As you can probably guess by some of the qualities, the disease theory has largely been disregarded from its inception in the early '40s. The second quality - that of a persistent and uncontrollable craving - has been found to not be true for all former users who have undergone effective treatment. Furthermore, medical expertise is not needed unless there are dependent qualities requiring medical intervention. Lastly, the lacking of responsibility has been denied by the Supreme Court. This defense was used by people for things like drunk driving and murder, since the theory they used said it was the alcohol that did it, not them.

A psychological theory describes alcoholism as a maladaptive coping response to stressors. Everybody has stuff they do when they are stressed. Some people work out; some people eat like crazy. At some point in their lives, a person learns how they are going to handle stress. The psychological theory posits that these people learned to use alcohol as an escape mechanism from stress. And like overeating when you're stressed, drinking helps calm the stressed out person despite the alcohol's negative consequences.

A sociocultural theory describes alcoholism as a learned behavior, modeled after others, that is reinforced by the culture. I was talking about another topic with a friend lately, and the idea that 'we are who we are expected to be' came up. If you are expected to go to college, you likely will. What if you are expected to drink? What if you're not expected to be anything of value?

In the sociocultural theory, we see that modeling, which is a fancy way of saying 'monkey see, monkey do,' teaches people to drink. Little kids see that this is what their parents or peers do, and if they can't control it, then they break down and become an alcoholic, which brings along more expectations.

Last, we have the biopsychosocial theory, which can be described as a combination of the psychological and social theories with an additional idea that there is a predisposition in a person's brain that makes them susceptible to addiction. The truth always resists simple answers, and likely the best one is a combination of others. The biopsychosocial says that there are parts of the brain that are more susceptible to wanting to drink. People find enjoyment and pleasure from the alcohol itself. Combine this with individual thought pattern problems and a social push to drink, and you have a monster of a problem.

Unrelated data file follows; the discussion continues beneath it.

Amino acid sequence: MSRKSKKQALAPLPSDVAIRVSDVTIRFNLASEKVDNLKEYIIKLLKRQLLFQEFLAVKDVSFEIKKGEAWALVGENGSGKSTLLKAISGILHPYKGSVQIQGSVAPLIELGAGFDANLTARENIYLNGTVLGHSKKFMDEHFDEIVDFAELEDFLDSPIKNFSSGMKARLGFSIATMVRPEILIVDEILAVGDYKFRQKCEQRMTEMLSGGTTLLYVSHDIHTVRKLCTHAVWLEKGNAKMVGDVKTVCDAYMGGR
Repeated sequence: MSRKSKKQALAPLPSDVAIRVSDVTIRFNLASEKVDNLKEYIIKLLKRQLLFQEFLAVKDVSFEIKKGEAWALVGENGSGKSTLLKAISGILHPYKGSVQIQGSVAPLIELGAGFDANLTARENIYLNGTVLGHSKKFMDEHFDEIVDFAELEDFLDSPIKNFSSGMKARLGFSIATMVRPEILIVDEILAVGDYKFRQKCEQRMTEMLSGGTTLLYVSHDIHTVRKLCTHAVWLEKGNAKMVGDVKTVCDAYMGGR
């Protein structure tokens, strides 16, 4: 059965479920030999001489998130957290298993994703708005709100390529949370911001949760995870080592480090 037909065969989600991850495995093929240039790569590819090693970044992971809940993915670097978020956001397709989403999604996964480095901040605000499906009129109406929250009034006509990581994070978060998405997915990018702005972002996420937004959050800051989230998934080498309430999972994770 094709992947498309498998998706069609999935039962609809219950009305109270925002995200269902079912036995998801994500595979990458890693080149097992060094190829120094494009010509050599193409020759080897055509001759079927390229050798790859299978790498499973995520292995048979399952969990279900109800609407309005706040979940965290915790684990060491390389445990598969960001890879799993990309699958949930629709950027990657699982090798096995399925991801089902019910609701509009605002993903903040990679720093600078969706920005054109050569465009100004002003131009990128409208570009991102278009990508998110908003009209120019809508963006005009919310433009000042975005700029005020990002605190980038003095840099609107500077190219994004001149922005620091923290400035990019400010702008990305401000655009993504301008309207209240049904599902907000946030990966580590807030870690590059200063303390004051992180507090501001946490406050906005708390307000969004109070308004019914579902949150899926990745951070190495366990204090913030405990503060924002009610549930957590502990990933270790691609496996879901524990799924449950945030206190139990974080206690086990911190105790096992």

If we assume one of these models is correct, what is the best way of treating alcoholism? That is a method and personal choice to be taken up by the counselor. The model and theory a counselor adopts will reflect how they view the world. Many place more value on biology and nature, while others deem nurture and the environment to be more important.

Alcohol & the Body

Alcohol is a nefarious poison to the body. It degrades the body and brain, literally wasting it away. Heavy drinkers will have literal holes in the brains, like poke a finger in it 'cause there ain't nothing there.

Alcohol is metabolized, meaning it is broken down, in the liver. This concentration results in the liver first growing large lumps of fatty tissue. If alcohol consumption continues, it begins to poison the liver, leading to scarring and eventual failure.

Why is this bad? The liver is part of the system that cleans your blood. Without that, all kinds of gross stuff starts building up in your body.

There is a lie that circulates in many textbooks that says people can't die from withdrawal. I can tell you that they can die, and it is a screaming, howling pain. Alcohol slows down the neurons in your brain, so they have to work harder to keep you alive. More alcohol means your brain needs to work harder.